Oculus-backed Finexus uses magnets to track fingers in VR

JC Torres - Dec 23, 2015, 4:00 am CST
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Oculus-backed Finexus uses magnets to track fingers in VR

Virtual reality headsets might be hot and all that, but they only represent part, though the biggest part, of the entire virtual reality experience. For non-interactive content, headsets might be all that you need. But for a fully immersive and interactive VR world, you’ll have to take into account user input. Oculus, one of the most recent pioneers of the modern day VR push, is working with the University of Washington to develop a magnet and sensor combo that will let VR users more naturally use their hands and fingers instead of using sticks or gloves that require line of sight.

There are a variety of input devices currently available for VR, none of them that comfortable or ideal. There are more gaming-centric devices like sticks, wands, or even the conventional gamepads. Many require line of sight with sensors, limiting the range of movement.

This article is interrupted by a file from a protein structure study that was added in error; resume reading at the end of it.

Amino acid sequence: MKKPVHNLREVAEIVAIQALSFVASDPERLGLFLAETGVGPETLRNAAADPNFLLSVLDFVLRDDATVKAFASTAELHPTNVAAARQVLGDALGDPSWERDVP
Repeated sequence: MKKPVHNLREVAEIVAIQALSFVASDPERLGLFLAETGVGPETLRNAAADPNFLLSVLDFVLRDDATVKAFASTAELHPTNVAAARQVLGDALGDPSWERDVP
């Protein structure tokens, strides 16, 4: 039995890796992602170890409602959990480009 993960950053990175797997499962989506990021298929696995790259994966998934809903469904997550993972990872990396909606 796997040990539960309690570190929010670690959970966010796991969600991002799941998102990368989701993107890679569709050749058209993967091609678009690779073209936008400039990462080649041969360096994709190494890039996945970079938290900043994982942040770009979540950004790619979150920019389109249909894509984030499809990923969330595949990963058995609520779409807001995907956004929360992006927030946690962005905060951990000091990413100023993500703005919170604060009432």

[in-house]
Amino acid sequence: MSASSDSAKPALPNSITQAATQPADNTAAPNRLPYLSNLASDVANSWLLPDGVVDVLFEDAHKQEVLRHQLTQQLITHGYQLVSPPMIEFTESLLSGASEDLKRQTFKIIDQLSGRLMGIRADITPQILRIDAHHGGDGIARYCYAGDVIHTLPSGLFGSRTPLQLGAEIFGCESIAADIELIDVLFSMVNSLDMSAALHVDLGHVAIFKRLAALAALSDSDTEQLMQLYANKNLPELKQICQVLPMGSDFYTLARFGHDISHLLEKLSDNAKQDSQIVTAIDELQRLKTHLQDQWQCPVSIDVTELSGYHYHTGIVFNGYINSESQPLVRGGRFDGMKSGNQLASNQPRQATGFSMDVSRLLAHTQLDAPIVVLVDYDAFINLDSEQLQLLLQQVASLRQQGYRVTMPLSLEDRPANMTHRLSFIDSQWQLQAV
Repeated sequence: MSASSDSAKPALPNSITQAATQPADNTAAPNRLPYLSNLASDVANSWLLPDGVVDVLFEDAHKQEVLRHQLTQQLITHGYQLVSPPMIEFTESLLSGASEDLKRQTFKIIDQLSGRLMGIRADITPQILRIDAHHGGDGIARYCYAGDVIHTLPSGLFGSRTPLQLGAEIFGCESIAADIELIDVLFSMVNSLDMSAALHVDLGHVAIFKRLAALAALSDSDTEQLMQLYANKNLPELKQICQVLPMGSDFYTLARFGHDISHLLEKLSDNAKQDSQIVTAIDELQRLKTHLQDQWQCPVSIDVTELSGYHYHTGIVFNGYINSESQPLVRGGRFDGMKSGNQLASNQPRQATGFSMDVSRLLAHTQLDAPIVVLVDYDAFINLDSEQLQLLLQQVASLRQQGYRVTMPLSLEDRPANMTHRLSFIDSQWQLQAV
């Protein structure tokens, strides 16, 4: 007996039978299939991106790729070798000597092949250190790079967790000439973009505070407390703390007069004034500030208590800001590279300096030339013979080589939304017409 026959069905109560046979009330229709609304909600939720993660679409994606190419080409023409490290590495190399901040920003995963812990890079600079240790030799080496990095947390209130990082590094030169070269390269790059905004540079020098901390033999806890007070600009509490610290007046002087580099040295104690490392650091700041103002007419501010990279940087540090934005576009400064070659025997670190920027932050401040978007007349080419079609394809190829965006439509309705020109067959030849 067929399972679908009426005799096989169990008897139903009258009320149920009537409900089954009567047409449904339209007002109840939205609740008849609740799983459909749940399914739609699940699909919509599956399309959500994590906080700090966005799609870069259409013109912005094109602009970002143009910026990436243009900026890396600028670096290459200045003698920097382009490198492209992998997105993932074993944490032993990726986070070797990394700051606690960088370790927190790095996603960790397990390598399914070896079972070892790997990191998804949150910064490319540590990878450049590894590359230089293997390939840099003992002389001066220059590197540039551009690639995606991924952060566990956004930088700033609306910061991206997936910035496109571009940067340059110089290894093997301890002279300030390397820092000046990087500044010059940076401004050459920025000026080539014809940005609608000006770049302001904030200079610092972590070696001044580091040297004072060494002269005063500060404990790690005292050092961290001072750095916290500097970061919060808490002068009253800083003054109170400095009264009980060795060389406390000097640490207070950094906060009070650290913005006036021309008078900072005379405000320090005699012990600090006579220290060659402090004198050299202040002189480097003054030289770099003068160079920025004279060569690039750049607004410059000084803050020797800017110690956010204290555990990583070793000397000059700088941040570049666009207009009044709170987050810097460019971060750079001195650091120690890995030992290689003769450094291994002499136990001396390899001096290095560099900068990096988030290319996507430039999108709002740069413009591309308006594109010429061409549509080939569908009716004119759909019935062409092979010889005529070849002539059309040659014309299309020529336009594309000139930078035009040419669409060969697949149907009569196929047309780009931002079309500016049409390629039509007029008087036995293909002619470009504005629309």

In contrast, Finexus, as the project is now being called, uses magnets the size of fingernails located on the user’s fingertips to determine the exact location of these fingers in 3D space. The magnets are claimed to be accurate up to 1.3 mm. As they do not require line of sight with a camera sensor, they can be used for almost anything and everything and in every position or body orientation.

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The end result is the foundations of what could be the most natural input device for virtual reality. A Finexus-based product would need to be composed of two parts. A glove would contain the electromagnetic parts while a smartwatch or wristband would house the sensors. Given there is a small distance required between the magnets and the sensors, currently at 12 cm but hoped to reach 25 cm in the future, those two pieces will be required to be near each other.

The project was started by Keyu Chen from the University of Washington while he was interning at Oculus Research. Researchers from both institutions are currently working on the project, which is set to be presented at the ACM CHI 2016 conference in May. By then, the commercial version of the Oculus Rift would have already hit the market, and Oculus might be more willing to talk about its plans for input devices in the future.

SOURCE: MIT Technology Review


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